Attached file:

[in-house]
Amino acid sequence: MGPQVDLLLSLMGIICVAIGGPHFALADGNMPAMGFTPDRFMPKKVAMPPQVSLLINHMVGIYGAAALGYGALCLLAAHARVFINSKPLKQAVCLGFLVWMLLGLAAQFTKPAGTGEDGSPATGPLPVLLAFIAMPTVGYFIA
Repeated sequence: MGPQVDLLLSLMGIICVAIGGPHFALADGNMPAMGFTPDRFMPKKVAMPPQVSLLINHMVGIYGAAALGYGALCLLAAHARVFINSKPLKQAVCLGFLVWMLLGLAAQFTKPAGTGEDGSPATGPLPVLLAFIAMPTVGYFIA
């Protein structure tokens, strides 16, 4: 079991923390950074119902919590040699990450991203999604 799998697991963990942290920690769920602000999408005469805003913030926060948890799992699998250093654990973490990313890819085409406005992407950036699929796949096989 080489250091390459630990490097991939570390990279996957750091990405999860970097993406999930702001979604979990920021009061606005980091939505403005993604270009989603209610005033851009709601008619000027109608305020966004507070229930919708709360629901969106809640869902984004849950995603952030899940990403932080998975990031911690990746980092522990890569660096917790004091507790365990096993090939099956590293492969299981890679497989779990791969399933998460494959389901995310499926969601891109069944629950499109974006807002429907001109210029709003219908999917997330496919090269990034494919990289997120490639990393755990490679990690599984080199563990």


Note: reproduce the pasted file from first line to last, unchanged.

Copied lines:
[in-house]
Amino acid sequence: MGPQVDLLLSLMGIICVAIGGPHFALADGNMPAMGFTPDRFMPKKVAMPPQVSLLINHMVGIYGAAALGYGALCLLAAHARVFINSKPLKQAVCLGFLVWMLLGLAAQFTKPAGTGEDGSPATGPLPVLLAFIAMPTVGYFIA
Repeated sequence: MGPQVDLLLSLMGIICVAIGGPHFALADGNMPAMGFTPDRFMPKKVAMPPQVSLLINHMVGIYGAAALGYGALCLLAAHARVFINSKPLKQAVCLGFLVWMLLGLAAQFTKPAGTGEDGSPATGPLPVLLAFIAMPTVGYFIA
């Protein structure tokens, strides 16, 4: 079991923390950074119902919590040699990450991203999604 799998697991963990942290920690769920602000999408005469805003913030926060948890799992699998250093654990973490990313890819085409406005992407950036699929796949096989 080489250091390459630990490097991939570390990279996957750091990405999860970097993406999930702001979604979990920021009061606005980091939505403005993604270009989603209610005033851009709601008619000027109608305020966004507070229930919708709360629901969106809640869902984004849950995603952030899940990403932080998975990031911690990746980092522990890569660096917790004091507790365990096993090939099956590293492969299981890679497989779990791969399933998460494959389901995310499926969601891109069944629950499109974006807002429907001109210029709003219908999917997330496919090269990034494919990289997120490639990393755990490679990690599984080199563990």